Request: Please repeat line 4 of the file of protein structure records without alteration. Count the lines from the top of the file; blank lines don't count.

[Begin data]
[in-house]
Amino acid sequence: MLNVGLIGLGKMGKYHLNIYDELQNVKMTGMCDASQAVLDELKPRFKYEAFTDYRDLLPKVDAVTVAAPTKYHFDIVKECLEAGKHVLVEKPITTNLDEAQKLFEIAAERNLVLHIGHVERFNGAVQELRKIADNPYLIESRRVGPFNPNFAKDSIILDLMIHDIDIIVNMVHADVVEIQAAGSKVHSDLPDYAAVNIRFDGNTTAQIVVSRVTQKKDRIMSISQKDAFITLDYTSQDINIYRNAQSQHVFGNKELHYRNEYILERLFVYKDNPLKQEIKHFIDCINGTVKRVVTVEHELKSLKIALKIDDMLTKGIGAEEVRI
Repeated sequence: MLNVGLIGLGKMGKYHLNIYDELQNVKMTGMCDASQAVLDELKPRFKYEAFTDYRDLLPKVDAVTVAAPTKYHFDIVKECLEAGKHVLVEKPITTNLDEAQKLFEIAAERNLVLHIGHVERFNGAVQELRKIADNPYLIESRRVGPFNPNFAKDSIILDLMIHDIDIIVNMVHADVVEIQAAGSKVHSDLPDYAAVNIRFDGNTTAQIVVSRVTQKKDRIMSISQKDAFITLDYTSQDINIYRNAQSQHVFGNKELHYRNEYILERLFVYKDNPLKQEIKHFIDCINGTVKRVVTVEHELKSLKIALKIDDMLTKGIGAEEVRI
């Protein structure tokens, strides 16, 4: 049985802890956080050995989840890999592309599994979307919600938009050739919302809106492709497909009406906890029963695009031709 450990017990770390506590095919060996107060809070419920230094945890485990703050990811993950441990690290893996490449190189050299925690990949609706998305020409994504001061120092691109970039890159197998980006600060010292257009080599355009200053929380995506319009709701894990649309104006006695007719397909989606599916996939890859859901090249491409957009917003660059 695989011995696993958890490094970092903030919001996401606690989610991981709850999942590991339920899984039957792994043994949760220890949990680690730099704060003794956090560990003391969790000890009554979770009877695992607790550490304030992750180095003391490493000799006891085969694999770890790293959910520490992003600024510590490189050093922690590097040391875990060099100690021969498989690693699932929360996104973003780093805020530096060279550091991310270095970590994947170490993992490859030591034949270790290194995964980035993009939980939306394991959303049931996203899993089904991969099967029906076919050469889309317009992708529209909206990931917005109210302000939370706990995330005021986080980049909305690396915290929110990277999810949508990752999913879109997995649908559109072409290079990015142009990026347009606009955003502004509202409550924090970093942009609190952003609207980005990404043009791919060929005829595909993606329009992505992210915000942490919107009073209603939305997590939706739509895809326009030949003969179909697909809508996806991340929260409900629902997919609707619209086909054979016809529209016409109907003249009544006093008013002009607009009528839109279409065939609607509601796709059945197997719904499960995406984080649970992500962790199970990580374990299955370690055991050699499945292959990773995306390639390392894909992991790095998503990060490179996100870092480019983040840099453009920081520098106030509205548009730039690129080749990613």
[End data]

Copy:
């Protein structure tokens, strides 16, 4: 049985802890956080050995989840890999592309599994979307919600938009050739919302809106492709497909009406906890029963695009031709 450990017990770390506590095919060996107060809070419920230094945890485990703050990811993950441990690290893996490449190189050299925690990949609706998305020409994504001061120092691109970039890159197998980006600060010292257009080599355009200053929380995506319009709701894990649309104006006695007719397909989606599916996939890859859901090249491409957009917003660059 695989011995696993958890490094970092903030919001996401606690989610991981709850999942590991339920899984039957792994043994949760220890949990680690730099704060003794956090560990003391969790000890009554979770009877695992607790550490304030992750180095003391490493000799006891085969694999770890790293959910520490992003600024510590490189050093922690590097040391875990060099100690021969498989690693699932929360996104973003780093805020530096060279550091991310270095970590994947170490993992490859030591034949270790290194995964980035993009939980939306394991959303049931996203899993089904991969099967029906076919050469889309317009992708529209909206990931917005109210302000939370706990995330005021986080980049909305690396915290929110990277999810949508990752999913879109997995649908559109072409290079990015142009990026347009606009955003502004509202409550924090970093942009609190952003609207980005990404043009791919060929005829595909993606329009992505992210915000942490919107009073209603939305997590939706739509895809326009030949003969179909697909809508996806991340929260409900629902997919609707619209086909054979016809529209016409109907003249009544006093008013002009607009009528839109279409065939609607509601796709059945197997719904499960995406984080649970992500962790199970990580374990299955370690055991050699499945292959990773995306390639390392894909992991790095998503990060490179996100870092480019983040840099453009920081520098106030509205548009730039690129080749990613």